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dir Roman Polanski
prd Said Ben Said
scr Yasmina Reza, Roman Polanski
with Jodie Foster, Kate Winslet, Christoph Waltz, John C Reilly
release UK Oct.11 lff,
Fr 7.Dec.11, US 16.Dec.11
Face off: Waltz and Winslet (above), Foster and Reilly
|R E V I E W B Y R I C H C L I N E|
Based on Reza's play God of Carnage, this claustrophobic film features only four characters in a single New York apartment. But the acting and directing, as well as a fiendishly entertaining script, make it absolutely riveting.
After their 11-year-old sons are involved in a playground fight, their parents meet to make sure everything is fine. Penelope and Michael (Foster and Reilly), parents of the injured boy, are happy to let bygones be bygones until they begin to suspect that Nancy and Alan (Winslet and Waltz) aren't properly punishing their son. Over the course of the next hour or so, liaisons shift as their civilised surface gives way to seething bitterness. And it certainly doesn't help that they open a bottle of Scotch.
Nothing about this sounds very cinematic: four people in one room bickering, bonding and bickering some more. And indeed, the script is fairly theatrical as it circles and pounces on big issues, pushes each of the characters to the limit and seeks to provoke rather than explain. But Polanski creates a set that allows for remarkably clever camera movement, as we share the characters experience of being stuck in this place. And this gives the actors space to create memorable interaction.
The standouts are the women, who are more expressive as mothers concerned about fiercely protective of their children, and also annoyed with their husbands. Liberal-minded writer Foster is like a wounded tiger, holding back until she has no choice but attack and draw blood. In a role that has more kick than when the play was first staged in 2006, Winslet is an investment banker who's trying to keep the peace, at least until she gets a stomach bug (perhaps from Penelope's cobbler?). Meanwhile, Waltz is a lawyer who is constantly on his mobile and Reilly is a salesman whose hatred of hamsters causes another ruckus.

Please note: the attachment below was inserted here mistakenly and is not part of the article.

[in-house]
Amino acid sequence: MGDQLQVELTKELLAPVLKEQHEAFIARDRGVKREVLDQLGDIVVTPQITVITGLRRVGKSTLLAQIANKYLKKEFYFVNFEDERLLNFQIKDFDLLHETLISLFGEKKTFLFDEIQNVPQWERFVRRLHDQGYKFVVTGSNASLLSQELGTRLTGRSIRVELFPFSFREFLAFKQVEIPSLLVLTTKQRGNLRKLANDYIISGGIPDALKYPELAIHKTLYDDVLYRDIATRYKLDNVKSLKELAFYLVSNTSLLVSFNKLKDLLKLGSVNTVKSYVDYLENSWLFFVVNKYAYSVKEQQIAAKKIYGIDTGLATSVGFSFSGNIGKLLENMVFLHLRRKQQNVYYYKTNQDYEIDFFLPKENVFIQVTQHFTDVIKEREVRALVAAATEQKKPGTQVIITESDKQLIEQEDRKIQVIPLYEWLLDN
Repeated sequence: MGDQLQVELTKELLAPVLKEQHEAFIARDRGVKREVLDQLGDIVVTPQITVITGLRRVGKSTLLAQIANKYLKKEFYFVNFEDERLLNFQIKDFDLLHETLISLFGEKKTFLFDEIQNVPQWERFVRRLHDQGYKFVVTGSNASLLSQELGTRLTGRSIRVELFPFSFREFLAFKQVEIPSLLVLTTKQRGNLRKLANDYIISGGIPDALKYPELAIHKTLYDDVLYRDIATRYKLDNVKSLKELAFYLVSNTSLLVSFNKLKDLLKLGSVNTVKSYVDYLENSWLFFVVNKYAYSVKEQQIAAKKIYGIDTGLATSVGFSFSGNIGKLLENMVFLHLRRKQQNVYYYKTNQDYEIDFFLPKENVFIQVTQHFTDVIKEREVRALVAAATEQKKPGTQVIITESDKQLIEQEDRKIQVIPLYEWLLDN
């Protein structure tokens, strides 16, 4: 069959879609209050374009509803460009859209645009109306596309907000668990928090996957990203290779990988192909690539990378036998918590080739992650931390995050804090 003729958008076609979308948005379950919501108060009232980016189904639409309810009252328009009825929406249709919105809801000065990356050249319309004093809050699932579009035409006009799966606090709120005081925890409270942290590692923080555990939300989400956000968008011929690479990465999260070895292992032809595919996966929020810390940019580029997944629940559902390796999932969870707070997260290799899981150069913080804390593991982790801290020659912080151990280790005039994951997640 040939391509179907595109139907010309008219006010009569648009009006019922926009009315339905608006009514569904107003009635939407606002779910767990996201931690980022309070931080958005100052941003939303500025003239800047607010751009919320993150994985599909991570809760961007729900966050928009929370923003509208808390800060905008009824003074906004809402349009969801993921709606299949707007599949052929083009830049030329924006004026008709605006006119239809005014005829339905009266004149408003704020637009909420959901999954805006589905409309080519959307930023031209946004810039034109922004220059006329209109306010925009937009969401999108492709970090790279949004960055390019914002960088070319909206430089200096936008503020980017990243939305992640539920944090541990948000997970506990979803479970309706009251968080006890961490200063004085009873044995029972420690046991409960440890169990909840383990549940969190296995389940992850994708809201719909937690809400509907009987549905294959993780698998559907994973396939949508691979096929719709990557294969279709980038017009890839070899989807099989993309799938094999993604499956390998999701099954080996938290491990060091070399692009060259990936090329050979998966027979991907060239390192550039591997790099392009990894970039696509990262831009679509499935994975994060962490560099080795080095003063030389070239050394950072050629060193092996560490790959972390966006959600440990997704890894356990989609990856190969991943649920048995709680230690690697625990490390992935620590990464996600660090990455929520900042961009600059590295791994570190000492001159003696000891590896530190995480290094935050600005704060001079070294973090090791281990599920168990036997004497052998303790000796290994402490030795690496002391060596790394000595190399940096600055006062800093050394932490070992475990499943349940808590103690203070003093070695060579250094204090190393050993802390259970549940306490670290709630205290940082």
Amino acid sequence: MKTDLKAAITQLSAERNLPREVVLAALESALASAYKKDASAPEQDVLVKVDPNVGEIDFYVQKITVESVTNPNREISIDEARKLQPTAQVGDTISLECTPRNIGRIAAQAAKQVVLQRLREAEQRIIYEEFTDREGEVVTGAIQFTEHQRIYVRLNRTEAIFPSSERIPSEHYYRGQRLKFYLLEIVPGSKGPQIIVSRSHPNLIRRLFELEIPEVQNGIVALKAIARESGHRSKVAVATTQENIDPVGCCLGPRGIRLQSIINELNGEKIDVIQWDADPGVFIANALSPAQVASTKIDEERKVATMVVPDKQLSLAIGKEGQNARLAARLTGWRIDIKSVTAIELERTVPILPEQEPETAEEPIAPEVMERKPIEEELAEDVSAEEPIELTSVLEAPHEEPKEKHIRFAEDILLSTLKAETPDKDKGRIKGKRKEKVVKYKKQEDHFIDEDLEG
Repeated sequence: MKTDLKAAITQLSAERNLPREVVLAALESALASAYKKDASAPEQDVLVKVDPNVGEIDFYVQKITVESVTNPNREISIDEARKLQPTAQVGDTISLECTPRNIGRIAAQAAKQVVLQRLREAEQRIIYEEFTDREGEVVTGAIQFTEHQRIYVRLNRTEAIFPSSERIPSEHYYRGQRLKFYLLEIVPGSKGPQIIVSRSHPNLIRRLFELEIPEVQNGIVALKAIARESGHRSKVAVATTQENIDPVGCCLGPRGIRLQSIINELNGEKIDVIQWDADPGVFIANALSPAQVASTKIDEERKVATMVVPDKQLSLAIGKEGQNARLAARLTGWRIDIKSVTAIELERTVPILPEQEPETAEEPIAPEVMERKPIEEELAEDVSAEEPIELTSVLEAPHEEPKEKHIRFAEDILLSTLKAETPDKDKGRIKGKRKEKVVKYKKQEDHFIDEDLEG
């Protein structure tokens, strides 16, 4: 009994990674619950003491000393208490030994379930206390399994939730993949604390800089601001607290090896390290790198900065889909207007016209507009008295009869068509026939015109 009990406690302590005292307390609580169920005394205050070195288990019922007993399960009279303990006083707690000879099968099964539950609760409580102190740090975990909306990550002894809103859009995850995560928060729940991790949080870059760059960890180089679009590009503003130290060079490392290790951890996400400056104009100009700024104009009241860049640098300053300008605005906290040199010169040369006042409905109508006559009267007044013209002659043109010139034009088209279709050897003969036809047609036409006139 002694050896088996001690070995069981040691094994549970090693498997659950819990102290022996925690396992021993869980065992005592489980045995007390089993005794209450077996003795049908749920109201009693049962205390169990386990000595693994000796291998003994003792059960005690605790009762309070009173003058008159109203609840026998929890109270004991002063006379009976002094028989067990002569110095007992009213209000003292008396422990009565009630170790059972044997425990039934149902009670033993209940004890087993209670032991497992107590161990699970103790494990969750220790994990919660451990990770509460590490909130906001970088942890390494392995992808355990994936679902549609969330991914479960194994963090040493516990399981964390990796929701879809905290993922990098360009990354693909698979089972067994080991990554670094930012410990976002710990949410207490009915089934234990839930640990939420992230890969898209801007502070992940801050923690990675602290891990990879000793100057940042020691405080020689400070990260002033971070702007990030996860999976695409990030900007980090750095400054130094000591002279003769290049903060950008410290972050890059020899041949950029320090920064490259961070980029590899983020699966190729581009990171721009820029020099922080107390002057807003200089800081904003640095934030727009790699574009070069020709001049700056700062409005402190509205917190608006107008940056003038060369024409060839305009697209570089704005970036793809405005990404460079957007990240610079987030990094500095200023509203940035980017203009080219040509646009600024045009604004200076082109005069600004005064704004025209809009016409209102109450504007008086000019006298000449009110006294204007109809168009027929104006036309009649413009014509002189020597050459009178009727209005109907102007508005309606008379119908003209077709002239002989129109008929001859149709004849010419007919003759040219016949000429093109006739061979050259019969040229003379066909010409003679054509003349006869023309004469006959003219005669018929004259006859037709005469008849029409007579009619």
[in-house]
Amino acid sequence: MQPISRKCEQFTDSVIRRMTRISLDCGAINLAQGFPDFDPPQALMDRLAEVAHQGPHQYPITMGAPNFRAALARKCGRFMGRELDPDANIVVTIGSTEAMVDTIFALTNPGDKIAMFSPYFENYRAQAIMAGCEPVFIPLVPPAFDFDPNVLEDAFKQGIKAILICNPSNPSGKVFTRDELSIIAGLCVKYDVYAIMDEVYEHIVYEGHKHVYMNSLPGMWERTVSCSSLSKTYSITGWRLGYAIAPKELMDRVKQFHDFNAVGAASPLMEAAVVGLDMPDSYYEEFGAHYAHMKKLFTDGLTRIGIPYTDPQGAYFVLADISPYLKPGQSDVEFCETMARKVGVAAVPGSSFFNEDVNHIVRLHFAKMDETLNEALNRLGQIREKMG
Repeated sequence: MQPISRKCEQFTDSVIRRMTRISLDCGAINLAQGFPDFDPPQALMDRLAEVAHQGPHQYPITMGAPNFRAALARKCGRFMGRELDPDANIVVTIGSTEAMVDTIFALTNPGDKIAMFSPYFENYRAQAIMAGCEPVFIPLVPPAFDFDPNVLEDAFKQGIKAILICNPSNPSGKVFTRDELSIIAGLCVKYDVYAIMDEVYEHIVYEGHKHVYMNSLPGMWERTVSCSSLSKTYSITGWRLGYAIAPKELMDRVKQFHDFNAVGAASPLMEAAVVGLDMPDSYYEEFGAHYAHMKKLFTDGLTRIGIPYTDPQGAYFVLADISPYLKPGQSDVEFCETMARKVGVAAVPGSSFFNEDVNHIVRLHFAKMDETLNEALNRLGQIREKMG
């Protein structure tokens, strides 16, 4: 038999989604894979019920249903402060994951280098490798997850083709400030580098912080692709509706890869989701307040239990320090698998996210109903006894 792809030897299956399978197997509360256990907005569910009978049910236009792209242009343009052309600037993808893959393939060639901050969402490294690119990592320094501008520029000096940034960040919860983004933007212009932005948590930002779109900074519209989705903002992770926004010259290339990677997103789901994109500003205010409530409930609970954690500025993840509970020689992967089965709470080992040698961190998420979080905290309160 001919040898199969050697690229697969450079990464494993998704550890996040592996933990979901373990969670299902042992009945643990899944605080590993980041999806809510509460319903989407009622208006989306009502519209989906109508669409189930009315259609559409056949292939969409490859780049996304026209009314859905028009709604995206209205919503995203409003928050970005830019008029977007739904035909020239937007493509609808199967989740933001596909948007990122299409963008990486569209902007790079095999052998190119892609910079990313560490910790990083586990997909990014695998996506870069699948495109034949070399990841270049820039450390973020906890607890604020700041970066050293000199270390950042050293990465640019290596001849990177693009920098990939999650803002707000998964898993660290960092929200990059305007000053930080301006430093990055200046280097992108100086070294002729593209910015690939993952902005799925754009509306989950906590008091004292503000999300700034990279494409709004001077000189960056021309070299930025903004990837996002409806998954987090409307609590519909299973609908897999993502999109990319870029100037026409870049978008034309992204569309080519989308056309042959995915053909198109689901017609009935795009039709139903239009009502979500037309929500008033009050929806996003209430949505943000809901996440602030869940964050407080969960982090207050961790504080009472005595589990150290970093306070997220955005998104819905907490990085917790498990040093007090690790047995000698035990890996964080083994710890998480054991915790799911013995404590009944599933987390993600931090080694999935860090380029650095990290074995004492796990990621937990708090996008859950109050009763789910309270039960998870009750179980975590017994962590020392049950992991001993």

This blackly hilarious script is packed with attempts to be polite ("We are not going to get into these children's quarrels"), backhanded judgements and, eventually, open hostility. A continual stream of running gags keeps us laughing because they're both hilarious ("Doodle" vs "Darjeeling") and brutally real ("Why does everything have to be so exhausting?"). And as the hysteria escalates, it's only comical because of what it reveals about each of us.
|R E A D E R R E V I E W S|
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© 2011 by Rich Cline, Shadows on the Wall|
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